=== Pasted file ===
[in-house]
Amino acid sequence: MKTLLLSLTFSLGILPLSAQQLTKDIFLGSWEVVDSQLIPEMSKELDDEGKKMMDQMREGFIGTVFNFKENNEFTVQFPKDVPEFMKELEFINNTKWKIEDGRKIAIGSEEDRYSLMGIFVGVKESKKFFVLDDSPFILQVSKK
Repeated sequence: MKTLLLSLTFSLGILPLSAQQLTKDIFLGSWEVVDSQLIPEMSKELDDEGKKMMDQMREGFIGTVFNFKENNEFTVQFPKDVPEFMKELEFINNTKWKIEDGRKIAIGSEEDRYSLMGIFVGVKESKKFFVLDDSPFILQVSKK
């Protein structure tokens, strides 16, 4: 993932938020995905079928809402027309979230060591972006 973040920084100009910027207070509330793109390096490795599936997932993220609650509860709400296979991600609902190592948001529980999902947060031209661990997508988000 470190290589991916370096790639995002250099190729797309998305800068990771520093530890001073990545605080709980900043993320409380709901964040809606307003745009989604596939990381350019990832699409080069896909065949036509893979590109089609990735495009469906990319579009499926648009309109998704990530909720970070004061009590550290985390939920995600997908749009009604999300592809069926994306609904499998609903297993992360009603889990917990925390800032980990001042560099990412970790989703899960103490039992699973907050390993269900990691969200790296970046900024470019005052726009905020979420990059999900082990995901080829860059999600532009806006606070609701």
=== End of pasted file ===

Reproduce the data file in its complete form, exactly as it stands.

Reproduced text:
[in-house]
Amino acid sequence: MKTLLLSLTFSLGILPLSAQQLTKDIFLGSWEVVDSQLIPEMSKELDDEGKKMMDQMREGFIGTVFNFKENNEFTVQFPKDVPEFMKELEFINNTKWKIEDGRKIAIGSEEDRYSLMGIFVGVKESKKFFVLDDSPFILQVSKK
Repeated sequence: MKTLLLSLTFSLGILPLSAQQLTKDIFLGSWEVVDSQLIPEMSKELDDEGKKMMDQMREGFIGTVFNFKENNEFTVQFPKDVPEFMKELEFINNTKWKIEDGRKIAIGSEEDRYSLMGIFVGVKESKKFFVLDDSPFILQVSKK
């Protein structure tokens, strides 16, 4: 993932938020995905079928809402027309979230060591972006 973040920084100009910027207070509330793109390096490795599936997932993220609650509860709400296979991600609902190592948001529980999902947060031209661990997508988000 470190290589991916370096790639995002250099190729797309998305800068990771520093530890001073990545605080709980900043993320409380709901964040809606307003745009989604596939990381350019990832699409080069896909065949036509893979590109089609990735495009469906990319579009499926648009309109998704990530909720970070004061009590550290985390939920995600997908749009009604999300592809069926994306609904499998609903297993992360009603889990917990925390800032980990001042560099990412970790989703899960103490039992699973907050390993269900990691969200790296970046900024470019005052726009905020979420990059999900082990995901080829860059999600532009806006606070609701």